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The name’s Yuk.

Mr. Yuk.

Remember him? His circular green face featured eyes closed tight and a green tongue sticking out of an upside-down smile. That face, available in sticker form, was affixed to cleaning products, bug and weed killers, gasoline containers and the like. His face deemed a certain product’s contents dangerous for human consumption.

I remember receiving Mr. Yuk stickers to take home. I remember helping my parents put stickers on the “no-no” products. Even before the stickers, I knew better than to try and drink floor cleaner or laundry detergent or brush my teeth with Prell Shampoo (I’m going back a bit with this one! Lol … It was green gel shampoo in a clear, toothpaste-shaped tube. No kidding.).

Some of today’s kids — particularly the tween, teen and college sect — pay no attention to Mr. Yuk or warning labels and package information. Instead, they challenge themselves to ingest the product for the thrill of it. In a few cases, the thrill has turned into the kill of it.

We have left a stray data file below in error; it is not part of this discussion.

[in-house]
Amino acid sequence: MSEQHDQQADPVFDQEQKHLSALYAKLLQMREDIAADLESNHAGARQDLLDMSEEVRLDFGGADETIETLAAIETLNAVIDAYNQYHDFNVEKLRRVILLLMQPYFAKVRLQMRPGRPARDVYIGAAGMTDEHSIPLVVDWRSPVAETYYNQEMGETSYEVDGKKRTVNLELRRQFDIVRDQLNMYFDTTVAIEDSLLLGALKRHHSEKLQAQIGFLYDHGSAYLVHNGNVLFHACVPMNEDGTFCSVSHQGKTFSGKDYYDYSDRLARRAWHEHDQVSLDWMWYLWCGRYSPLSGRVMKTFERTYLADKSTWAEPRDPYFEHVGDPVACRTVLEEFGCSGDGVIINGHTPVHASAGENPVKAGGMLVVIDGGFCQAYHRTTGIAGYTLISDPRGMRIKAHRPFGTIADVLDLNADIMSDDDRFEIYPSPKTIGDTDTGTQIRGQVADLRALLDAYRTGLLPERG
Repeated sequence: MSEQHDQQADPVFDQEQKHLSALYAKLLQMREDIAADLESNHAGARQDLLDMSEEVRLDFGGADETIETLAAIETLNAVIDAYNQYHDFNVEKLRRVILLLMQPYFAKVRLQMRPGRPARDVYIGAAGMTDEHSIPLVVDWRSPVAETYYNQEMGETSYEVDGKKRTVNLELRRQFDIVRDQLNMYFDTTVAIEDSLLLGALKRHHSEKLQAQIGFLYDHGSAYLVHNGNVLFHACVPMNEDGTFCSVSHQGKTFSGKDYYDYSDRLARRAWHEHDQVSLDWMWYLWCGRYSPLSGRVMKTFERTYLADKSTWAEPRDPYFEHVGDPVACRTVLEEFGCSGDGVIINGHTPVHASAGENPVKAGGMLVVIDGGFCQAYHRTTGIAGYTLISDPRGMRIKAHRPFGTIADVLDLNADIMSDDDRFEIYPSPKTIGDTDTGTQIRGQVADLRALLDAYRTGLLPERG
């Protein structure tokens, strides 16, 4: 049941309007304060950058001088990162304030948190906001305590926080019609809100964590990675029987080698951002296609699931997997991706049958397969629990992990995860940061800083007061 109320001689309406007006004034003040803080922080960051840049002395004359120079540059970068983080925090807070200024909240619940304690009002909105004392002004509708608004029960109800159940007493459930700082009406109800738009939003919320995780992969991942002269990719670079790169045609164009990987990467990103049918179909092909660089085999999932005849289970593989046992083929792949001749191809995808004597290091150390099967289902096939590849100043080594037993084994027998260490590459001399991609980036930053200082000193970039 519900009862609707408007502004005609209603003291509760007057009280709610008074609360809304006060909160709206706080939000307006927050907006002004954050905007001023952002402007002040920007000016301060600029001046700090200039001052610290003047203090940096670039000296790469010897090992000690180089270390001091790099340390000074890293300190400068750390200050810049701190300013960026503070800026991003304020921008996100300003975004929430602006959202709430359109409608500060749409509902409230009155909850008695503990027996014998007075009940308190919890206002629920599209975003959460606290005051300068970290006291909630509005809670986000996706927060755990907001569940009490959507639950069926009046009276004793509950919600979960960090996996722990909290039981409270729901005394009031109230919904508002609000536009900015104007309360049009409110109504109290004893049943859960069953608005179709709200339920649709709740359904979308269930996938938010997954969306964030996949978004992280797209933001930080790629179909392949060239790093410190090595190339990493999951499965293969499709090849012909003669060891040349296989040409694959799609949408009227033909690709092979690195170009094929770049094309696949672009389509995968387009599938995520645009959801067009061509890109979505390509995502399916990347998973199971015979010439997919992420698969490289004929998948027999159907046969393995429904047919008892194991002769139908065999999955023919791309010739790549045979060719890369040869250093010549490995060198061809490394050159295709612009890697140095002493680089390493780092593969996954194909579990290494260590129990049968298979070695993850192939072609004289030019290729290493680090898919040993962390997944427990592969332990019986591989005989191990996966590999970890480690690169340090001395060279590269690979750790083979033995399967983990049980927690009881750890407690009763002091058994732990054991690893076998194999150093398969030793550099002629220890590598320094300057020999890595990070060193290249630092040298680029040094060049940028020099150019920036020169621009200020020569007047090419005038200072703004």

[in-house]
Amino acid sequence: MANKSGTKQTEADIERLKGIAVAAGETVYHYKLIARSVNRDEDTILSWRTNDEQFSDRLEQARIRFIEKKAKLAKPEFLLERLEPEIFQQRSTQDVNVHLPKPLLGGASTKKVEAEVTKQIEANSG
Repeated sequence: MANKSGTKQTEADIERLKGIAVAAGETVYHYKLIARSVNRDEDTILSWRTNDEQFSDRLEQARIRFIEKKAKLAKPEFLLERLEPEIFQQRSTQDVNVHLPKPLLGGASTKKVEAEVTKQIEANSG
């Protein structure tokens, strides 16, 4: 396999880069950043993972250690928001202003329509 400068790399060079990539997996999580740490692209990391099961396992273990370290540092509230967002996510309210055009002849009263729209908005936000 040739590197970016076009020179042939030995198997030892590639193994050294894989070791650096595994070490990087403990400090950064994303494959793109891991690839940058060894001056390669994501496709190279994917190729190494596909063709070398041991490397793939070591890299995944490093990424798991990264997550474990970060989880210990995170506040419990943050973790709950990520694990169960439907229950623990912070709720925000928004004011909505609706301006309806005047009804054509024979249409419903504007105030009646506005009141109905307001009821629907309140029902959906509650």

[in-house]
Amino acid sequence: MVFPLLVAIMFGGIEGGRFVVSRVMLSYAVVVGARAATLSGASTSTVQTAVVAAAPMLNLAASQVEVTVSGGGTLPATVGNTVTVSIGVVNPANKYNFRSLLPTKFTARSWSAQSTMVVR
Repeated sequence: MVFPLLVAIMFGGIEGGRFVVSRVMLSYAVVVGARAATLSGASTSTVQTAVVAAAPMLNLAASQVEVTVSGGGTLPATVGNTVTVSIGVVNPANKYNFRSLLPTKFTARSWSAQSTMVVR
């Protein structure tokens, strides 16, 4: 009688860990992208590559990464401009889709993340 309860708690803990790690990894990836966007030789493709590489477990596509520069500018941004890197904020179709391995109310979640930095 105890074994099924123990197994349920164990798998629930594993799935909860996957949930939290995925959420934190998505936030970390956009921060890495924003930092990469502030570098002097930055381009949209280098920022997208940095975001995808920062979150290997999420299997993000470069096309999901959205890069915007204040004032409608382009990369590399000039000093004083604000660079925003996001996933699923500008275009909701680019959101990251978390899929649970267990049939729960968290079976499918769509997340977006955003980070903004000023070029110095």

The current challenge involves Tide Pods — colorful packets of laundry detergent that resemble a creamy candy. Kids and young adults have begun ingesting them, with dire consequences — including vomiting, struggling for breath and loss of consciousness, according to published reports.

Just what is it about the younger generations? Do they think they are invincible? Is it the presence of social media that encourages such behaviors or a lack of adult supervision or peer pressure? Whatever it is, it seems to have gotten worse. No amount of warning labels can seem to prevent such acts from occurring. Well, the old adage notes if you play with fire, you’re going to get burned. Plain and simple.